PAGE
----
It takes a skill to write from the POV of a teenager without it sounding annoying and immature and Dave Jeffery has nailed it. These 4 teenagers had a really great friendship and relied on each other for support. I did not find any of the characters annoying. I personally thought that the girls Beatrice and Patience was the brains behind the group. Beatrice was a great chef and I did smile to myself when to help her make decisions had an imaginary debate with her favourite chefs and Patience had a knack with languages and that came in useful when a new resident came to live in Dorsa Finn who was deaf. When the older generation were in trouble, the Newshounds were the ones they called. Talking about the older residents Maud and Agnes where my favourites characters as they reminded me so much of Cissie and Ada, and if you are too young to remember them, then google Les Dawson

Using the link between the Occult and the Third Reich as the base of the story added mystery and intrigue. This enabled the author to explain the history of some of the older residents of Dorsa Finn whilst adding a supernatural element to the story.

This book is not just for teenagers, as an adult I enjoyed reading it as there was enough mystery and intrigue to keep my interest. The author teased you throughout the book dropping hints about what the Blue Thunder Foundation were and what their beliefs were but it was not till the end of the book that the secrets came out. This is the 1st book that I have read by Dave Jeffery and although there are other books starring Beatrice Beecham, you do not have to read them to understand and enjoy this story. Move over Nancy Drew, watch out Mystery Incorporated there are a new gang of teenagers in town.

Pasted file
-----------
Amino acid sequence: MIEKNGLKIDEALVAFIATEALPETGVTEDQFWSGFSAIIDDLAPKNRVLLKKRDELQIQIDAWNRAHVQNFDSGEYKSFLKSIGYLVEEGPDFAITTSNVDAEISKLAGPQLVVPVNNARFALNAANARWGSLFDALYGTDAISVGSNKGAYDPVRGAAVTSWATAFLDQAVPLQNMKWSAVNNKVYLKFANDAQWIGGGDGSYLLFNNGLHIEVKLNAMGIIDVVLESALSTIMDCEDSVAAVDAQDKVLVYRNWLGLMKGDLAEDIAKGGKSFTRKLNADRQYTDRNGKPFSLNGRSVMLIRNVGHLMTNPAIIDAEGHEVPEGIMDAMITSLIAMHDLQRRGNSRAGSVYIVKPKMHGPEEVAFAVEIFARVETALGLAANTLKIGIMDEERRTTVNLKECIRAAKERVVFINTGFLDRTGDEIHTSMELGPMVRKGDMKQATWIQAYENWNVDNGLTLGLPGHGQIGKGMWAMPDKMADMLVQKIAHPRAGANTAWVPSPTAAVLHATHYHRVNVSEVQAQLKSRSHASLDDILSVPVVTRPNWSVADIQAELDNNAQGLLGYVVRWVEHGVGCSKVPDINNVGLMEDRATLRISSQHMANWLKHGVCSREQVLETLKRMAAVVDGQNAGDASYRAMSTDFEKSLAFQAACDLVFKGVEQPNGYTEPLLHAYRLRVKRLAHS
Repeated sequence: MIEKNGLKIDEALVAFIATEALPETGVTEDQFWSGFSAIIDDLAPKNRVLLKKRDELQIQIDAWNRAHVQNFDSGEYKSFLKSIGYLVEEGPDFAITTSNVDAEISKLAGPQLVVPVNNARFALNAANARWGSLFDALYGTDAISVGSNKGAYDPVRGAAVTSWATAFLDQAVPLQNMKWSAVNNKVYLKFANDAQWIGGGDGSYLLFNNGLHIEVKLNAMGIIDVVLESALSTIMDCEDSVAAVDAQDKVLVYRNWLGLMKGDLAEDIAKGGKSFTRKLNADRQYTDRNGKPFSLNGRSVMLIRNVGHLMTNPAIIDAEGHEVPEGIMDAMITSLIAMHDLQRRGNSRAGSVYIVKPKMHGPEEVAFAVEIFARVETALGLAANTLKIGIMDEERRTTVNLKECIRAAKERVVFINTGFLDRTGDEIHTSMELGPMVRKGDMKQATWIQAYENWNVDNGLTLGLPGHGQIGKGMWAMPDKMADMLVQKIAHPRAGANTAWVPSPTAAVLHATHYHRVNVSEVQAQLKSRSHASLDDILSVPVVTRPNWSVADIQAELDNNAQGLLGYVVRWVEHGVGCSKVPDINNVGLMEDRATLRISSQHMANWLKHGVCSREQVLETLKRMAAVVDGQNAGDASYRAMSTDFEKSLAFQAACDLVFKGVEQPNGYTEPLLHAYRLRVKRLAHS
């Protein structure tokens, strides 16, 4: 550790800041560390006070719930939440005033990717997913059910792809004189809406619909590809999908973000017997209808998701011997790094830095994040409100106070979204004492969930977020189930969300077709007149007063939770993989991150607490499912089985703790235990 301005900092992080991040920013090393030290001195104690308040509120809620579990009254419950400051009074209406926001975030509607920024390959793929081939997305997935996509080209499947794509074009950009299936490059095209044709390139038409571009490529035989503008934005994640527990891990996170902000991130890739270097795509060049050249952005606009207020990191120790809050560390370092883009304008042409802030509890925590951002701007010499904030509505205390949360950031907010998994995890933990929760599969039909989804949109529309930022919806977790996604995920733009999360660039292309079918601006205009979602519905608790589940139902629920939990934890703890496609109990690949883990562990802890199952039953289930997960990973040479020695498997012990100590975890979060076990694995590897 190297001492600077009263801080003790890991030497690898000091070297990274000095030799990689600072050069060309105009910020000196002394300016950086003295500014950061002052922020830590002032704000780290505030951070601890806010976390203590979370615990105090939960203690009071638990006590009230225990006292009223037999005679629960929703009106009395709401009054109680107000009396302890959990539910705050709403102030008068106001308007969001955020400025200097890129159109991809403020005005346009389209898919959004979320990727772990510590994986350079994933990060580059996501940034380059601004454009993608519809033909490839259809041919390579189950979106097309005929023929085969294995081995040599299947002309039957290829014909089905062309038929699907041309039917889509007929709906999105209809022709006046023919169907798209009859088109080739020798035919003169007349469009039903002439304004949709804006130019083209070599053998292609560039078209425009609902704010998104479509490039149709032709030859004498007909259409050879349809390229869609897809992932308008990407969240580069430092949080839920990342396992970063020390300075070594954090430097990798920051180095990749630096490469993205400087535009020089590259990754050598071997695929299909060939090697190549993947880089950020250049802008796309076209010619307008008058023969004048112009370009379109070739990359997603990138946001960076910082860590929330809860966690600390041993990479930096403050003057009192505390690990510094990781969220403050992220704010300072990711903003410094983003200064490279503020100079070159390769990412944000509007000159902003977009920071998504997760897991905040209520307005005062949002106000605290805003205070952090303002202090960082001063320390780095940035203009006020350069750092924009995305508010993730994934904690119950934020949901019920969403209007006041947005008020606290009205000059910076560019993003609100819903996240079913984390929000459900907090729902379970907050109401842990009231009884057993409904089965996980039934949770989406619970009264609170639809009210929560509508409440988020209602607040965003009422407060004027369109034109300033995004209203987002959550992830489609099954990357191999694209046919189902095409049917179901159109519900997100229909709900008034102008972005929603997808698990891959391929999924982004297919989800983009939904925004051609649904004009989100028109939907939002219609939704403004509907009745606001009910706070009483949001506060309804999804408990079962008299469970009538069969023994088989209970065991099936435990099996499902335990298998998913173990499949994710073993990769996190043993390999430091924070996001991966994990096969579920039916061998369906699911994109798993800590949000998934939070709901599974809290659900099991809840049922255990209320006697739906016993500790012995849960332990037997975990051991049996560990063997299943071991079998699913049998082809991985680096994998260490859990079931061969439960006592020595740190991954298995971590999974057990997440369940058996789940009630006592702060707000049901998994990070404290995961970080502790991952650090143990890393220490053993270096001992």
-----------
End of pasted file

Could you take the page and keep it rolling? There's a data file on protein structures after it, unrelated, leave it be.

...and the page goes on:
Death Stalks Kettle Street by John Bowen

November 22, 2016 - 8:14 pm No Comments

Death Stalks Kettle Street by  John Bowen
Page Count: 374
Release date: 9th December 2016
Reviewed by Chris Amies

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Greg Unsworth has Obsessive Compulsive Disorder. Massive, almost-crippling OCD that makes it difficult for him to get out of the house and he has to count backwards from 100 before he can cross the road. His world is circumscribed by drawing comic-book characters, making trips to the local shop, and occasional excursions to the city.
Beth Grue is an aspiring writer. She has Cerebral Palsy but doesn’t let that stand in her way. More of an issue for her at the moment is that the teacher of her Creative Writing class assumes wrongly she’ll be an easy catch.
And in the town they live in, the suburban peace is about to get broken by a series of inexplicable and vicious murders.
I enjoyed this novel. I felt the narrative bowled along. The murders are intriguing and Bowen sets us up from the first to expect what is known as a ‘cosy’ … but then there is nothing cosy about murder, and it has ramifications, not least in this case where Greg seems to be being set up to take the blame. Teaming up with Beth the two of them set off to find out what is going on. There are suitable blind alleys and red herrings and characters who could easily have done it, but did they? The reader has to read and find out.
The two protagonists having respectively OCD and CP was intriguing and convincing especially about the question which all must be asked, without actually saying it: What’s wrong with you? Both are tough characters in their way and their relationship develops interestingly. The secondary characters are well-rounded: throughout there is a theme of people not being reducible to a word or an adjective: that one story tends to become the only story. Your adjective is not your definition or your limitation. A similar lack of definition extends to the novel’s setting: the characters’ home town (‘Northcroft’) is likely Northfield, a southern suburb of Birmingham, and the ‘city’ is clearly Brum, including a good description of the new Library. They aren’t named as such though which allows the writer to take liberties with their geography.
There is no supernatural element to the story, unlike some of John Bowen’s other work. Instead “Death Stalks Kettle Street” marks a strong and confident turn towards the detective genre.